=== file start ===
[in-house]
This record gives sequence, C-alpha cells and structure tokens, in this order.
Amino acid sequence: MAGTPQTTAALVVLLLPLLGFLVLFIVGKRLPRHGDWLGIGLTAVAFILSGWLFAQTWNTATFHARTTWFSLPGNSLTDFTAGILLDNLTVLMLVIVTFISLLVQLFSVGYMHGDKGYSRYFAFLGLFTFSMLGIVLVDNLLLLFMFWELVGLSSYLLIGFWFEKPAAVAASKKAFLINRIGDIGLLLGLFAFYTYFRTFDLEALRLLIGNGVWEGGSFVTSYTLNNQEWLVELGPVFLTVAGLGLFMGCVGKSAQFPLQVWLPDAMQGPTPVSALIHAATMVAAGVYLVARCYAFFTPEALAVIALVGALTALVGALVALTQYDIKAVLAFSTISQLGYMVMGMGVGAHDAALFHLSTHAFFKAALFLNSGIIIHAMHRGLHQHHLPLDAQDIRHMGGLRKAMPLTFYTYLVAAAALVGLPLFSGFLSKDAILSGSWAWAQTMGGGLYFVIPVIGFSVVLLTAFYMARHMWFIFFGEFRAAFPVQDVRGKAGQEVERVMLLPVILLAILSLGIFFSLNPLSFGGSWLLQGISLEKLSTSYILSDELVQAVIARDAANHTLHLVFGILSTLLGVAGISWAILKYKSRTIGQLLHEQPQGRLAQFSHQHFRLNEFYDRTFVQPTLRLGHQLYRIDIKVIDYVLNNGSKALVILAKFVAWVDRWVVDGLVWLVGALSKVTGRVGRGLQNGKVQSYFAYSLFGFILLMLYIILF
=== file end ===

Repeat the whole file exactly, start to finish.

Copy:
[in-house]
This record gives sequence, C-alpha cells and structure tokens, in this order.
Amino acid sequence: MAGTPQTTAALVVLLLPLLGFLVLFIVGKRLPRHGDWLGIGLTAVAFILSGWLFAQTWNTATFHARTTWFSLPGNSLTDFTAGILLDNLTVLMLVIVTFISLLVQLFSVGYMHGDKGYSRYFAFLGLFTFSMLGIVLVDNLLLLFMFWELVGLSSYLLIGFWFEKPAAVAASKKAFLINRIGDIGLLLGLFAFYTYFRTFDLEALRLLIGNGVWEGGSFVTSYTLNNQEWLVELGPVFLTVAGLGLFMGCVGKSAQFPLQVWLPDAMQGPTPVSALIHAATMVAAGVYLVARCYAFFTPEALAVIALVGALTALVGALVALTQYDIKAVLAFSTISQLGYMVMGMGVGAHDAALFHLSTHAFFKAALFLNSGIIIHAMHRGLHQHHLPLDAQDIRHMGGLRKAMPLTFYTYLVAAAALVGLPLFSGFLSKDAILSGSWAWAQTMGGGLYFVIPVIGFSVVLLTAFYMARHMWFIFFGEFRAAFPVQDVRGKAGQEVERVMLLPVILLAILSLGIFFSLNPLSFGGSWLLQGISLEKLSTSYILSDELVQAVIARDAANHTLHLVFGILSTLLGVAGISWAILKYKSRTIGQLLHEQPQGRLAQFSHQHFRLNEFYDRTFVQPTLRLGHQLYRIDIKVIDYVLNNGSKALVILAKFVAWVDRWVVDGLVWLVGALSKVTGRVGRGLQNGKVQSYFAYSLFGFILLMLYIILF